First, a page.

How is IBS diagnosed?

Because IBS is a “functional’’ gastrointestinal disorder, meaning there is no structural cause to be detected, it is diagnosed based on a detailed medical history, specific constellation of symptoms, and a physical examination. Diagnostic tests may be performed depending on a person’s medical history and the presence of signs or symptoms suggestive of another disorder. Tests are usually normal in patients with IBS.

What is the Rome Criteria?

The Rome Criteria is a classification system that applies lists of symptoms and criteria generally agreed upon by experts to diagnosis a functional gastrointestinal disorder, such as IBS. These symptom-based criteria are modified at times as new knowledge comes to light, making diagnosis more precise. The Criteria are determined and published by the nonprofit Rome Foundation (www.RomeCriteria.org). The latest revision is known as Rome III; Rome IV will be released in the Spring of 2016.

Why is IBS so challenging to patients and physicians?

Patients with IBS have normal diagnostic tests, which is quite different from other well-accepted conditions such as diabetes or peptic ulcers that can be easily detected on tests alone. Symptoms are variable, their onset is often unpredictable, and their course can vary from day to day, month to month and year to year. Unlike conditions with one or two causes, IBS is influenced by multiple factors, making it more difficult to treat.

How is IBS currently treated?

Because there is no cure, IBS is treated by trying to manage symptoms. Patients should work in partnership with their physicians to come up with strategies, which may include diet and lifestyle changes, stress management, behavioral therapy, drug therapy, or pain management.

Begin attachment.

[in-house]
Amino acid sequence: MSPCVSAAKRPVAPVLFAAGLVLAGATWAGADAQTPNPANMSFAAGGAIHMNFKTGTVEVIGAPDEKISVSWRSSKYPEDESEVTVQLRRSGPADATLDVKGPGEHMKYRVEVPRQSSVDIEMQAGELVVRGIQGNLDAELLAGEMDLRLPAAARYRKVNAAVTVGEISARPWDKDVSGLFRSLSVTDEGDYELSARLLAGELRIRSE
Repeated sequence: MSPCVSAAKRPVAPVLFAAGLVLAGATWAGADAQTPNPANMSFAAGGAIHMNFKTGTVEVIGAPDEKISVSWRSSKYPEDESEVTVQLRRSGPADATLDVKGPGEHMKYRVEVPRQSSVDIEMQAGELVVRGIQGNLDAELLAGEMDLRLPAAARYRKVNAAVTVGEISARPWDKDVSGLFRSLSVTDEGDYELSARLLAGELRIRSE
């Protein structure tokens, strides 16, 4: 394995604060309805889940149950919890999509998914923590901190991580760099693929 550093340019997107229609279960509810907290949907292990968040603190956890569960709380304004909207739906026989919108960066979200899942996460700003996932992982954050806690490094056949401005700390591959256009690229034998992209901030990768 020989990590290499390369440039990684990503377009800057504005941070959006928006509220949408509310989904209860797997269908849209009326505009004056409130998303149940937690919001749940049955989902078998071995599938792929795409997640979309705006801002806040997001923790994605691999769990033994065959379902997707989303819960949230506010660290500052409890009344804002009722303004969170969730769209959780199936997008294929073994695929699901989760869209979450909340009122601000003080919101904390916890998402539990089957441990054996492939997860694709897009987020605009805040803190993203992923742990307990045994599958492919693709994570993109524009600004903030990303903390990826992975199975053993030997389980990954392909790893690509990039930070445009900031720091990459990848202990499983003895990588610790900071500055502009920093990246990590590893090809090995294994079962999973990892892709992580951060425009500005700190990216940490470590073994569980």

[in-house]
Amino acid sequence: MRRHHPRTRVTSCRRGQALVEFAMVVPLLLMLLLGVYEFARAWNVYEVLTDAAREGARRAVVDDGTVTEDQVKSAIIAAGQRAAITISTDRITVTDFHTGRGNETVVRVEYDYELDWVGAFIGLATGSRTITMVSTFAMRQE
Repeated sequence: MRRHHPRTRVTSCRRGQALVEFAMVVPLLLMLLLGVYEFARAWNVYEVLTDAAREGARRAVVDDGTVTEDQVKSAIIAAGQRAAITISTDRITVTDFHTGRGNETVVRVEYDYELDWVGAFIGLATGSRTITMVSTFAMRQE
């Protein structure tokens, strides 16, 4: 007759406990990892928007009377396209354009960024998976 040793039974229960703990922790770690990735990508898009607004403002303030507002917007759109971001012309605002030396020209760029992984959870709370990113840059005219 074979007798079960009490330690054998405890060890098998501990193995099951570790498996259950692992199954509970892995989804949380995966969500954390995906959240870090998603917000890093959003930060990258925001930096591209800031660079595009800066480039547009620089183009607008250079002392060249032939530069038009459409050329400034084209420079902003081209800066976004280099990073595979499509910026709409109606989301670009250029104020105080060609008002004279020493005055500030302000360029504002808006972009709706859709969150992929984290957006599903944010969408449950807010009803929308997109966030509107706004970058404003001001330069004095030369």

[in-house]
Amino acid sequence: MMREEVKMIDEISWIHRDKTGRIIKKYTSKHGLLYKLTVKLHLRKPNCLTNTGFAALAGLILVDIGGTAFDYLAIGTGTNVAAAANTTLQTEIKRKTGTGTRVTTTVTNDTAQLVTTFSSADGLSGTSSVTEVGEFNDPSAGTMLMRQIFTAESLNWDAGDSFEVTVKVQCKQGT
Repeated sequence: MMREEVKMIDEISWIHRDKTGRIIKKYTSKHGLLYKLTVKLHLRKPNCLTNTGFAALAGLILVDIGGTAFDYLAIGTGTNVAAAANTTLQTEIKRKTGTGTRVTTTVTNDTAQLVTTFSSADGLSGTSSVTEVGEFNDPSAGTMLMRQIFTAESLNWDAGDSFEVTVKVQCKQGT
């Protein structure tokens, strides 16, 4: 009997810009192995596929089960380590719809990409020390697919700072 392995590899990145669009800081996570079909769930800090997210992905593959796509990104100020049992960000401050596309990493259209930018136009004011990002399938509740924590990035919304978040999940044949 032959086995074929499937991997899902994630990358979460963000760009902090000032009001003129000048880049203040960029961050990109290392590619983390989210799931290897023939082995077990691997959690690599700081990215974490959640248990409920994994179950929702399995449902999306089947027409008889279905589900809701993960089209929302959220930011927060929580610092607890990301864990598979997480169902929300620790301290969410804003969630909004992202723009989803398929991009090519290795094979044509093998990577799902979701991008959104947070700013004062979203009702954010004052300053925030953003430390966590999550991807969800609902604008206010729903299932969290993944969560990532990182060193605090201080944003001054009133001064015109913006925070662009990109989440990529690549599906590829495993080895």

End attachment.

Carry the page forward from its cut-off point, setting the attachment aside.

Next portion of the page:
What is post-infectious irritable bowel syndrome (PI-IBS)?

Unlike inflammatory bowel diseases, such as Crohn’s disease or ulcerative colitis, in IBS there is usually no obvious infection or inflammation seen by colonoscopy or x-ray. However, microscopic changes may exist. In postinfectious IBS, individuals who had no previous IBS symptoms develop them after a GI infection even after the infection has cleared. In these cases, there may be microscopic signs of changes in the immune cells of the colonic lining. Experiencing severe stress at the time of the GI infection increases the risk of PI-IBS.

What is the relationship of stress to IBS?

Stress can be understood as anything that can stimulate the GI tract, including diet, hormonal changes, physical activity, and psychological stress. Stress is defined as a perceived or actual disturbance in the balance between mind, brain, and body. It can occur with or without conscious feelings of anxiety, distress, or anger. There are various types of stressors, which may impact IBS symptoms. Heightened sensitivity of the bowel in IBS can be in response to internal and external stressors. When stress is a factor, patients should work with their healthcare providers in developing a management plan to address it in order to decrease symptoms and improve the overall quality of life.

Is there an increased risk for developing IBS in war veterans?

IBS and other functional GI disorders disproportionately impact veterans and active duty military personnel. Soldiers deployed to combat areas face a heightened chance of developing IBS due to their exposure to risk factors such as GI infections and severe stress. For this reason, the Department of Veterans Affairs (VA) has put in place a “presumptive service connection” rule regarding applications for disability benefits for veterans affected by functional GI disorders who served in Southwest Asia during the Persian Gulf War.

Is IBS a psychological disorder?

No – IBS is not a psychological condition. In all persons, psychological stress can affect physical symptoms. Likewise, among people with IBS stress often affects gastrointestinal symptoms and the reaction to them. Additionally, having the disorder can itself cause psychological distress. Therefore, if any ongoing psychological disturbance is present, it makes sense to seek help and bring it under control.